“The Life of David Gale” begins as anti-death penalty activist David Gale (Kevin Spacey) sits on death row convicted of the rape and murder of a fellow activist. His story is told to a driven young reporter, the svelte Bitsey Bloom (Kate Winslet), who attempts to ascertain the “truth” about the case before his execution.
Gale, a former philosophy professor at the fictional University of Austin, has a checkered past, including his arrest for the rape of a recently-expelled graduate student. However, even after retracting her allegation, he loses his job, his family and emerges from his travails as a hopeless drunkard. Gale is no Hannibal Lecter, so Bloom sifts through a mass of evidence to determine his innocence.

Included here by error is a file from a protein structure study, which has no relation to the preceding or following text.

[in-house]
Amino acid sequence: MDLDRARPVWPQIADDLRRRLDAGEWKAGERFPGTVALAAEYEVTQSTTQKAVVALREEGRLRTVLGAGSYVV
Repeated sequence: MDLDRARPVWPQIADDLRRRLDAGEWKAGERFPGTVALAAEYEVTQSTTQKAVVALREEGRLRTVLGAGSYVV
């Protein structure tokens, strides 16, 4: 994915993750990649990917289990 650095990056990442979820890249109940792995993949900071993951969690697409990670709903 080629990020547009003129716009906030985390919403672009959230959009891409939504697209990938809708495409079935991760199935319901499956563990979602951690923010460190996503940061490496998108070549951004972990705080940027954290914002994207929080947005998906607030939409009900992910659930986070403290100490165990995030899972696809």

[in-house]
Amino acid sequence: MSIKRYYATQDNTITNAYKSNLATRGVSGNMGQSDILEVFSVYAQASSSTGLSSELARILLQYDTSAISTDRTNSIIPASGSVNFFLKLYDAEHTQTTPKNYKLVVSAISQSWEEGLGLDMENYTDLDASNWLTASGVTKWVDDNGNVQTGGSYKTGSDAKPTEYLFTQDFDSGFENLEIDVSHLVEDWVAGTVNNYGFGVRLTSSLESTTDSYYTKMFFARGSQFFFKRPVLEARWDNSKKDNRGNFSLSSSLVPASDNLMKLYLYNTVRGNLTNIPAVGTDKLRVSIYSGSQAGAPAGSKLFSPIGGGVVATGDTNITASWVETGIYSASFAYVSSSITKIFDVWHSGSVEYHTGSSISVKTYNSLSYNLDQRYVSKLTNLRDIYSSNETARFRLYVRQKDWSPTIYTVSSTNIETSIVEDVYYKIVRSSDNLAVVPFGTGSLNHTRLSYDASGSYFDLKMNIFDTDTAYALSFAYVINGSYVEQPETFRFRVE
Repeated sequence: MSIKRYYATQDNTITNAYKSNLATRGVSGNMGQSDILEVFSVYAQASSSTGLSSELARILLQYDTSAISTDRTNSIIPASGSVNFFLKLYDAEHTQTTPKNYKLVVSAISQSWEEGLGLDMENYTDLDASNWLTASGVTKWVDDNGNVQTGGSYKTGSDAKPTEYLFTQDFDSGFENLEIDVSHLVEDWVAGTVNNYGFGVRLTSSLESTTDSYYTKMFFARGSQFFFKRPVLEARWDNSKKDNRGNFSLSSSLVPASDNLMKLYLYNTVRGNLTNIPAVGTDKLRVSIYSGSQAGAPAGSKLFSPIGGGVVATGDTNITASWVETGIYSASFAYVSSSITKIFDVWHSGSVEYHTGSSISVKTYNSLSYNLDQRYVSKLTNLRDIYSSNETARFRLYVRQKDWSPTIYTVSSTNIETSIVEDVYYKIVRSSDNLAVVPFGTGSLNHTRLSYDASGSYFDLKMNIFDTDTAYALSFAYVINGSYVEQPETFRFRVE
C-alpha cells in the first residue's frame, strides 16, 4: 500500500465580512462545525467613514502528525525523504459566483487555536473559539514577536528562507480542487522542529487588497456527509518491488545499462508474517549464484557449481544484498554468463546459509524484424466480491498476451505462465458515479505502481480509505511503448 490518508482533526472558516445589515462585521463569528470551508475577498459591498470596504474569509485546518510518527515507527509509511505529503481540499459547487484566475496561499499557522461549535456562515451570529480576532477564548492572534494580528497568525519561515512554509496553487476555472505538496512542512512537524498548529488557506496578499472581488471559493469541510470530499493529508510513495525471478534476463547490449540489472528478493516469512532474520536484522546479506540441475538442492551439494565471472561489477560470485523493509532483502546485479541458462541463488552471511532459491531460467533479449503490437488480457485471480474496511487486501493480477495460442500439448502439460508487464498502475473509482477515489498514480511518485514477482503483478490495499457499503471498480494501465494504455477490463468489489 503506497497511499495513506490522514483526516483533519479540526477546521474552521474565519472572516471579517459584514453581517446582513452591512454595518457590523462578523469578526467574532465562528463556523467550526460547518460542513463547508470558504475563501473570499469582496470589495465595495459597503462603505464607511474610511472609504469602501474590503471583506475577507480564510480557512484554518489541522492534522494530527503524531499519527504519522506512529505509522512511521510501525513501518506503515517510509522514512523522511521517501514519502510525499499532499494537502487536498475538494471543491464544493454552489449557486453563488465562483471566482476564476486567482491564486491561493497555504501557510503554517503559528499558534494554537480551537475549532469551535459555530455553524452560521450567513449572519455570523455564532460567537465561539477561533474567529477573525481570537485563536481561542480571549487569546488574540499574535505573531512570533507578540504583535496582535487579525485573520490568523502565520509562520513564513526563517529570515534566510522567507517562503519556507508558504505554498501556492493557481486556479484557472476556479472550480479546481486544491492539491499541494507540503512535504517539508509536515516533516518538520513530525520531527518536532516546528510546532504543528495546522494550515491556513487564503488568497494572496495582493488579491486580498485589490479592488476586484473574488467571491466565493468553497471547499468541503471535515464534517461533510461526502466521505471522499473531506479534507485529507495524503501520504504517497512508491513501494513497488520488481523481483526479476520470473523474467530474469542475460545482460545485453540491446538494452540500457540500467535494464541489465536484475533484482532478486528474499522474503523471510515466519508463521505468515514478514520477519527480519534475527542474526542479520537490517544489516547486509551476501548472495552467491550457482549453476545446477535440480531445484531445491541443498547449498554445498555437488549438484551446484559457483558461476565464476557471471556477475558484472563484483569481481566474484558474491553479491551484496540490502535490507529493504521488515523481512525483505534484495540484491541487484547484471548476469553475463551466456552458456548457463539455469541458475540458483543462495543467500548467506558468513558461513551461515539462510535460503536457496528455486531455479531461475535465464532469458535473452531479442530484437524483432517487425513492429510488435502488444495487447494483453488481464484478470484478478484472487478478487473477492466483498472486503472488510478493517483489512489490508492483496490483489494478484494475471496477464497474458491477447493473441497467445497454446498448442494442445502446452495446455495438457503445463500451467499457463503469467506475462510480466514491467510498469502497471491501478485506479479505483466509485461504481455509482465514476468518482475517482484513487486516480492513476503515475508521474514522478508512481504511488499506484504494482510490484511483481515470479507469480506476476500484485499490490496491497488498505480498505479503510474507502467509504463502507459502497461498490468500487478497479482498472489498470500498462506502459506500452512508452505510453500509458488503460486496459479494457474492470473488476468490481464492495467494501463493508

Director Alan Parker and screenwriter Charles Randolph prove no masters of subtlety. The characters come across as blunt caricatures and the gyrating segues from flashback scenes to the present should cause most viewers to come down with an acute bout of seasickness.
A respectable cast can’t even save the film from its own death sentence. Spacey is truly pitiful as a doting daddy, while Winslet does little better as Spacey’s vivacious foil.
“The Life of David Gale” struggles to articulate a rational argument against the death penalty. Unfortunately, the stilted dialogue, half-baked characters, abysmal score and innumerable plot leaps prevent the film from achieving this goal.
1 1/2 Stars